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After many months of delays, false starts and raised hopes, the Czech Senate finally ratified the European Union's far-reaching reform measure known as the Lisbon Treaty. Among other things, the treaty would — ironically — streamline the decision making process of the EU, which now includes 27 members states and nearly 500 million people.
It would also create a more stable EU presidency. The current format — a rotating presidency that changes country's every six months — would be replaced by an elected official who would serve a two-and-a-half year term.
The vote in the Czech Senate was 54-20, in the 81-seat chamber, with the other senators either abstaining or not showing up for the vote. The drama surrounding the long-delayed vote centered on the ruling Civic Democratic Party, known locally by the initials ODS. The ODS is the largest party in both chambers of Parliament, and the treaty could not have passed either chamber without their support. In the end, 12 of the 31 ODS Senators voted for the treaty, six more than needed.
Still, the vote produced an array of hostile responses from within the party. One ODS senator quite the party, others are vowing to file an appeal to the country's Constitutional Court. (But this is the same court — and the country's highest — that ruled last November that the Lisbon Treaty was not at odds with the Czech Constitution.)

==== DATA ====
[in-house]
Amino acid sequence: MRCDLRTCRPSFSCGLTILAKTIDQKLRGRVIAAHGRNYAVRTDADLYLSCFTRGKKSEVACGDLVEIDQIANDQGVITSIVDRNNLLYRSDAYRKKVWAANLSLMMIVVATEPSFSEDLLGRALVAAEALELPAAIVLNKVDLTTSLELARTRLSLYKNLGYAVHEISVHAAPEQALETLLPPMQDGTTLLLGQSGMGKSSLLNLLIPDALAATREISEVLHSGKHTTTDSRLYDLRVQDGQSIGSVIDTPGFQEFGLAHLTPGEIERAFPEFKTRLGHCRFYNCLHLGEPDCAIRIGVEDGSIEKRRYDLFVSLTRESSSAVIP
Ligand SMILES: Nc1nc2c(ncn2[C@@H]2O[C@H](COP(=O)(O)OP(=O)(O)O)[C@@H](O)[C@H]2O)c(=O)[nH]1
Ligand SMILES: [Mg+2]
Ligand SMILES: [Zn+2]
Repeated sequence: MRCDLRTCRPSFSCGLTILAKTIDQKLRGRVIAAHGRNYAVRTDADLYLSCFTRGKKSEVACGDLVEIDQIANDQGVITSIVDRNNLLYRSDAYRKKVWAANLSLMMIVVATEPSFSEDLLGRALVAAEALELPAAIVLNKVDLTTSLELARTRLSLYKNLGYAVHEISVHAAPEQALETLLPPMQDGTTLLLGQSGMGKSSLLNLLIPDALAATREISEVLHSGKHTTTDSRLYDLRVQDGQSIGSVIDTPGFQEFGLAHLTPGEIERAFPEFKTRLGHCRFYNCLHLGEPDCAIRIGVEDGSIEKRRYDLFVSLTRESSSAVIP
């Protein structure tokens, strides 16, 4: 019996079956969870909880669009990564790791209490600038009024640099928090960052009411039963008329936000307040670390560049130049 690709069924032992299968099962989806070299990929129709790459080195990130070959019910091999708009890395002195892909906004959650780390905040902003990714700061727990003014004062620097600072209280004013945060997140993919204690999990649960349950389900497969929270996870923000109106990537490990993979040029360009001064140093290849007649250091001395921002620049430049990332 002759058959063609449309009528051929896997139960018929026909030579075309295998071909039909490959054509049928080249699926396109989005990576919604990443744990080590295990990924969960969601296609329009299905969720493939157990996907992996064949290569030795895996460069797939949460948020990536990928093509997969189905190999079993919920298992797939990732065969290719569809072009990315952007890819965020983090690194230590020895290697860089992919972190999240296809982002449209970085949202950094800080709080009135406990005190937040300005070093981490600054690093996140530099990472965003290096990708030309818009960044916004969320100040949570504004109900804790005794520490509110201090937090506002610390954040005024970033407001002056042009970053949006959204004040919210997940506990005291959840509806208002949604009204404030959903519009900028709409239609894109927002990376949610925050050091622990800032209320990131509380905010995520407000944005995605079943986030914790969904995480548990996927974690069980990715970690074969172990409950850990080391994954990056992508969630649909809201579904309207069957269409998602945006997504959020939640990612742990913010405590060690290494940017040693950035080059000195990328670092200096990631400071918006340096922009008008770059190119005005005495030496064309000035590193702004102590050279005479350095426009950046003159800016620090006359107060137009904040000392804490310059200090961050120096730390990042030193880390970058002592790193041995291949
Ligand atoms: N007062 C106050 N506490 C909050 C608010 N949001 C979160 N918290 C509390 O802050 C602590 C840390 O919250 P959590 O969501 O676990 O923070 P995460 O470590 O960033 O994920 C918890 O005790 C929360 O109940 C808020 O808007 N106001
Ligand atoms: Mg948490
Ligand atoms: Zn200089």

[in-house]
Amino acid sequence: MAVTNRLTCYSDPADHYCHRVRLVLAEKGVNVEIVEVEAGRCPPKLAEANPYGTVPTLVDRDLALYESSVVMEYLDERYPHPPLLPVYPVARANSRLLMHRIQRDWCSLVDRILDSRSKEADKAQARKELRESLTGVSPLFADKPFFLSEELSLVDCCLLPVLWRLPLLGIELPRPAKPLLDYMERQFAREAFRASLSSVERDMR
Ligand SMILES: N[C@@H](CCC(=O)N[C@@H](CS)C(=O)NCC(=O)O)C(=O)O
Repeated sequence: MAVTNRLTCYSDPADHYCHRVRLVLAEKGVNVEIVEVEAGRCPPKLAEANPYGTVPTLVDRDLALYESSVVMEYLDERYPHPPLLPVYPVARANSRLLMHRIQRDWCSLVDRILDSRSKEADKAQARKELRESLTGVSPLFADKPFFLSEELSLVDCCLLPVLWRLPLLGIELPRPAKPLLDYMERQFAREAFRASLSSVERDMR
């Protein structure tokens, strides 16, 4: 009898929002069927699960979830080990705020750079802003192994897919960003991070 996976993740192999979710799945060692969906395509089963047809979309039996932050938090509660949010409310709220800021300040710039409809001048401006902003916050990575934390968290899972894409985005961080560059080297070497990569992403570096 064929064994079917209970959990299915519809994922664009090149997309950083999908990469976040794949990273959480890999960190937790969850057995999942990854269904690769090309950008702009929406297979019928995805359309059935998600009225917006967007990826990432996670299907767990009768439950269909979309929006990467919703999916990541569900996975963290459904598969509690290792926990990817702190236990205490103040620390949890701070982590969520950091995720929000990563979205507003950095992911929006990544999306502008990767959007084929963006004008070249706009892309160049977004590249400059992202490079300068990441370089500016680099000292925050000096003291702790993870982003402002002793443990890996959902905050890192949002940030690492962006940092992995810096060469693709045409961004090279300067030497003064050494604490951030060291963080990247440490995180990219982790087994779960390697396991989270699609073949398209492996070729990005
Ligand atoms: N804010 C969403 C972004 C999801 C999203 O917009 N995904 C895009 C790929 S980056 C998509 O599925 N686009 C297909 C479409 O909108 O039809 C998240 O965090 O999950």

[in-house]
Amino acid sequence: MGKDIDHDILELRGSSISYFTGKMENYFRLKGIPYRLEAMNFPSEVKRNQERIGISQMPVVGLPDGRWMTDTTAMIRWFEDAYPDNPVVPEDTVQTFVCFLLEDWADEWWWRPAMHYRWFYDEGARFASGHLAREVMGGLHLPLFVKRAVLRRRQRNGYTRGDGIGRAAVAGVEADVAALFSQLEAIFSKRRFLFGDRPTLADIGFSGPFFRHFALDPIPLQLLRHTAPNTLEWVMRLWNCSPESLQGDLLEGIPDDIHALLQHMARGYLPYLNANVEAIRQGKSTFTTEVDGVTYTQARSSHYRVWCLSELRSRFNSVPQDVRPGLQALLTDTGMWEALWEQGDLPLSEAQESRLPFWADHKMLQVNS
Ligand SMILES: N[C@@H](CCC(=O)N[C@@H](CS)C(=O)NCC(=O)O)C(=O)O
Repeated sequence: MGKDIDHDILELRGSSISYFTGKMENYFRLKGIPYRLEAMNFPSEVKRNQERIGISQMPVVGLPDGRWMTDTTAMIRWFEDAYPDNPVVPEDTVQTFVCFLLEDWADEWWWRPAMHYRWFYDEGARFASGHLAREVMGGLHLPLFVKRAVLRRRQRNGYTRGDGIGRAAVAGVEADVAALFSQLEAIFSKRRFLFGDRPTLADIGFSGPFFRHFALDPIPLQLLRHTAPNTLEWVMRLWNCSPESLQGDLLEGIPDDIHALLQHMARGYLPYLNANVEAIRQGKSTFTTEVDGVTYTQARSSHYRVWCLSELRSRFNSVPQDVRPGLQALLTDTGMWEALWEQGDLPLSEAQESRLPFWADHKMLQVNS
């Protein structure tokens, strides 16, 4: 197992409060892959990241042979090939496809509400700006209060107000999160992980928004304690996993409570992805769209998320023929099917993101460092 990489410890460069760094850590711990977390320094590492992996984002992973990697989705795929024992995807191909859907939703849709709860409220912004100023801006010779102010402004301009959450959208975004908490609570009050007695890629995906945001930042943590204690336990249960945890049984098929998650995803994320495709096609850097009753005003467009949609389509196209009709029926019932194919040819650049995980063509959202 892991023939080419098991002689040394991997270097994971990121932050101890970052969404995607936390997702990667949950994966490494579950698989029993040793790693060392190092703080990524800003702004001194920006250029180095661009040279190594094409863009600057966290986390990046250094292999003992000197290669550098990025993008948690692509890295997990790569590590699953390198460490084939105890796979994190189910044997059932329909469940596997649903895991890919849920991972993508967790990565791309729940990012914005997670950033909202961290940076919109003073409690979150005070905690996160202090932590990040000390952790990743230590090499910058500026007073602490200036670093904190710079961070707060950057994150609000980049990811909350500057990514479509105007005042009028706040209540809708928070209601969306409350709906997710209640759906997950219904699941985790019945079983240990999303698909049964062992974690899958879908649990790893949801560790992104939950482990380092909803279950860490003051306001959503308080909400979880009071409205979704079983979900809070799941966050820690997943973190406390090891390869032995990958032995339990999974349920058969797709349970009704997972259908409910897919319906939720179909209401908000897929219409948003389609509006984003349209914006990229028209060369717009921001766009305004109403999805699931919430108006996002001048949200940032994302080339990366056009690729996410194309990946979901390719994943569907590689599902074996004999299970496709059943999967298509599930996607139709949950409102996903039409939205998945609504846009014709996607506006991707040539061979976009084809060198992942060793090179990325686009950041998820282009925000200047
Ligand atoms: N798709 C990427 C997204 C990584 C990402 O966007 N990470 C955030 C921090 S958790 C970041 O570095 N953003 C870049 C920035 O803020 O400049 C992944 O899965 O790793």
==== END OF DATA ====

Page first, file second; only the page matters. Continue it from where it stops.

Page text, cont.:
Of course, President Vaclav Klaus, an outright opponent of the European Union who late last year called himself "an EU dissident", condemned the Senate's vote. Klaus's vituperative response included the suggestion that the country's Velvet Revolution — 20 years ago — had all been for naught.
"I refuse this" vote, Klaus said, according to the Czech New Agency, CTK. "Either we regained sovereignty after the 1989 overthrow of the Communist regime and thereby also responsibility for further fates of our nation or all of this was nothing but a tragic error."
Klaus's hostility to the European Union in general and the Lisbon Treaty in particular is noteworthy because he still has to sign the treaty in order for it to be ratified. He's already hinted that he won't sign it until the Irish ratify the treaty. (Ireland rejected the treaty last year, but it has since been modified and the Irish are expected to ratify it in a new vote late this year).
Likewise Klaus said he won't sign it until the Constitutional Court rules — in a case yet to be filed by ODS senators — on the treaty's compatibility with the country's Constitution. Polish President Lech Kaczynski also has refused to sign the treaty until the Irish ratify it. And there is also a legal appeal under way in Germany.
But Klaus, a founding member of ODS and until recently an honorary party chairman, doesn't seem willing to sink the measure all by himself. That is, if all of the other aforementioned loose ends fall into place — Klaus won't be the one to kill the reform measure for half a billion other people.